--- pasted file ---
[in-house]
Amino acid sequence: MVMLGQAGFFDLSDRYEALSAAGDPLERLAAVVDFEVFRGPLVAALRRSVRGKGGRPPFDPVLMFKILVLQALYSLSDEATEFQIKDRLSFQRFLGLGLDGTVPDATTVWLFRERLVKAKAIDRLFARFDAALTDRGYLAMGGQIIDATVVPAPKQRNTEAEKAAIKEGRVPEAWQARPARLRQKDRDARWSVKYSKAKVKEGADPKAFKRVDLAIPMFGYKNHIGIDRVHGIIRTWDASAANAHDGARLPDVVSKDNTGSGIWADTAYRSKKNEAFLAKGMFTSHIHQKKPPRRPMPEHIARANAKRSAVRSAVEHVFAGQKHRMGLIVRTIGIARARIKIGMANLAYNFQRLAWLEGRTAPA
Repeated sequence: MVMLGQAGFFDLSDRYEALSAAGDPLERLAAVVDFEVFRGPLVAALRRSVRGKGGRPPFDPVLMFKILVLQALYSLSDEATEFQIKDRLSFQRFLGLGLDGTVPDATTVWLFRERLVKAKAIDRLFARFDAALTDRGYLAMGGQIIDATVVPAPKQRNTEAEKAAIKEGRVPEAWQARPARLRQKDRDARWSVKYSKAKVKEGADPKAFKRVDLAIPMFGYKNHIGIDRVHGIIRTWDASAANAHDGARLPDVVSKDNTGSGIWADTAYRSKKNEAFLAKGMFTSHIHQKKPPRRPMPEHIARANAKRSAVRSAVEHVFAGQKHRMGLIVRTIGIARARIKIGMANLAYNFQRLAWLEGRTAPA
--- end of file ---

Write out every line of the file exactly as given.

[in-house]
Amino acid sequence: MVMLGQAGFFDLSDRYEALSAAGDPLERLAAVVDFEVFRGPLVAALRRSVRGKGGRPPFDPVLMFKILVLQALYSLSDEATEFQIKDRLSFQRFLGLGLDGTVPDATTVWLFRERLVKAKAIDRLFARFDAALTDRGYLAMGGQIIDATVVPAPKQRNTEAEKAAIKEGRVPEAWQARPARLRQKDRDARWSVKYSKAKVKEGADPKAFKRVDLAIPMFGYKNHIGIDRVHGIIRTWDASAANAHDGARLPDVVSKDNTGSGIWADTAYRSKKNEAFLAKGMFTSHIHQKKPPRRPMPEHIARANAKRSAVRSAVEHVFAGQKHRMGLIVRTIGIARARIKIGMANLAYNFQRLAWLEGRTAPA
Repeated sequence: MVMLGQAGFFDLSDRYEALSAAGDPLERLAAVVDFEVFRGPLVAALRRSVRGKGGRPPFDPVLMFKILVLQALYSLSDEATEFQIKDRLSFQRFLGLGLDGTVPDATTVWLFRERLVKAKAIDRLFARFDAALTDRGYLAMGGQIIDATVVPAPKQRNTEAEKAAIKEGRVPEAWQARPARLRQKDRDARWSVKYSKAKVKEGADPKAFKRVDLAIPMFGYKNHIGIDRVHGIIRTWDASAANAHDGARLPDVVSKDNTGSGIWADTAYRSKKNEAFLAKGMFTSHIHQKKPPRRPMPEHIARANAKRSAVRSAVEHVFAGQKHRMGLIVRTIGIARARIKIGMANLAYNFQRLAWLEGRTAPA